I just have a question regarding objected-oriented programming. In the exercise I’ve provided the link to, when the class “Person” is invoked and some parameters are passed in, how does the class know to invoke the “initialize” method? Normally classes have several methods, without specifying which method is to be invoked, how does the class know which one to access to perform the desired task?
initialize method is immediately invoked on the parameters passed in to the
steve = Person.new('Steve')
Yes, but how does the program know to use a specific method within the class “Person”?
That would be internal wiring of Ruby whereby the
new method invokes the
initialize method on the given class.
Okay, that makes sense. What if I had 2 or 3 other methods within my “Person” class, what would determine which method is invoked when a new Person object is instantiated?
None of the methods would be invoked upon instantiation unless they happen to be class methods invoked on a new instance during initialization. Take for instance an id attribute that is computed and assigned to each new instance so they are all unique. That’s a bit more than we are ready to grasp at this point so put this idea on the back burner for now.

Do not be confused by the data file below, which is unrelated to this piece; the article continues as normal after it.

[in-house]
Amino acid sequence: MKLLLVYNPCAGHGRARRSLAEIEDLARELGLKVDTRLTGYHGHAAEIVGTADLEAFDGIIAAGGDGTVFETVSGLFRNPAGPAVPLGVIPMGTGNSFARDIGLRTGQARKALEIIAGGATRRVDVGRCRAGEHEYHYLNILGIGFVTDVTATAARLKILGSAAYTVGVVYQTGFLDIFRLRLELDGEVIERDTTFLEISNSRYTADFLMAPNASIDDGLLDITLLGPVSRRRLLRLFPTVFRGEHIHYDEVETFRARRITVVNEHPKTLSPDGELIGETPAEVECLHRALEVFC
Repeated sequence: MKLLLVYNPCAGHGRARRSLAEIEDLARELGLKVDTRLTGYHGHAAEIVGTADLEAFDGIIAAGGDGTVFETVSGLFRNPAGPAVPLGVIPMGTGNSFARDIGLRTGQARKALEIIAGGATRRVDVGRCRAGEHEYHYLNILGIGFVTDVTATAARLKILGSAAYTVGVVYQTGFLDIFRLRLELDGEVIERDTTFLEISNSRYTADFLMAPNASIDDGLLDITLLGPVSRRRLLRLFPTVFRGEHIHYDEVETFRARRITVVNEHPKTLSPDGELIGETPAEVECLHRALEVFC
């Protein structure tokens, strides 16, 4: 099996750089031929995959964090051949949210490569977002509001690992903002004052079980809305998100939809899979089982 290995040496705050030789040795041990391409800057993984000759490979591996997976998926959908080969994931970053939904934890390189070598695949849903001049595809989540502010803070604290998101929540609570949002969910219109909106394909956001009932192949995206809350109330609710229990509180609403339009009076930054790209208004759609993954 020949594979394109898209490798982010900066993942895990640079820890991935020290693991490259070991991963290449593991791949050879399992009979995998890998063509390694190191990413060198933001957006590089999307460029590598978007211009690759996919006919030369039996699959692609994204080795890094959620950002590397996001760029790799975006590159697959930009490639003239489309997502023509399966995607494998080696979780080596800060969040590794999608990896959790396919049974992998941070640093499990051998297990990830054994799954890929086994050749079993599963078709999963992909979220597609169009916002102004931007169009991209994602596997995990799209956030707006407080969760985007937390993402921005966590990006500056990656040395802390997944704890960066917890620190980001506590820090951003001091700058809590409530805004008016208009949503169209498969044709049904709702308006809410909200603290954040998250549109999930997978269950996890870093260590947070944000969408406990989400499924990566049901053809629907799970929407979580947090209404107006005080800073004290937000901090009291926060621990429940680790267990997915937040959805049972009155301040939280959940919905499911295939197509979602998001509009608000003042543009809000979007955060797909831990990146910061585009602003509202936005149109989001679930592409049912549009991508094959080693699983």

The methods in a class are invoked manually on the instance…
That makes sense, thank you. So the reason the initialize method was invoked in the example I provided is because when creating my new object, I used the new keyword and then passed parameters, so the method with the corresponding number of arguments was invoked?
The number of arguments is not a detemining factor. We might expect an exception to be raised if the argument count in the
new call doesn’t correspond with the number of parameters of the initialze method, but that will take some testing.
I am not intimately familiar with the inner workings of Ruby so this answer is notably quite vague.
For now, let’s assume that
new makes a call to
initialize and passes the arguments along.
steve = Person.new
wrong number of arguments (given 0, expected 1)
Same applies to
steve = Person.new().
Okay, thank you. What if there had been another method in the class that also took a string as an argument, how would Ruby decide which method is to be invoked?
Ruby doesn’t decide anything. The
new method is invoked which in turn invokes the
initialize method. We the programmers decide the rest, such as what methods to include in the class, and when and how to invoke them. Ruby only tries to follow our directions.
Okay, thank you! I appreciate it.
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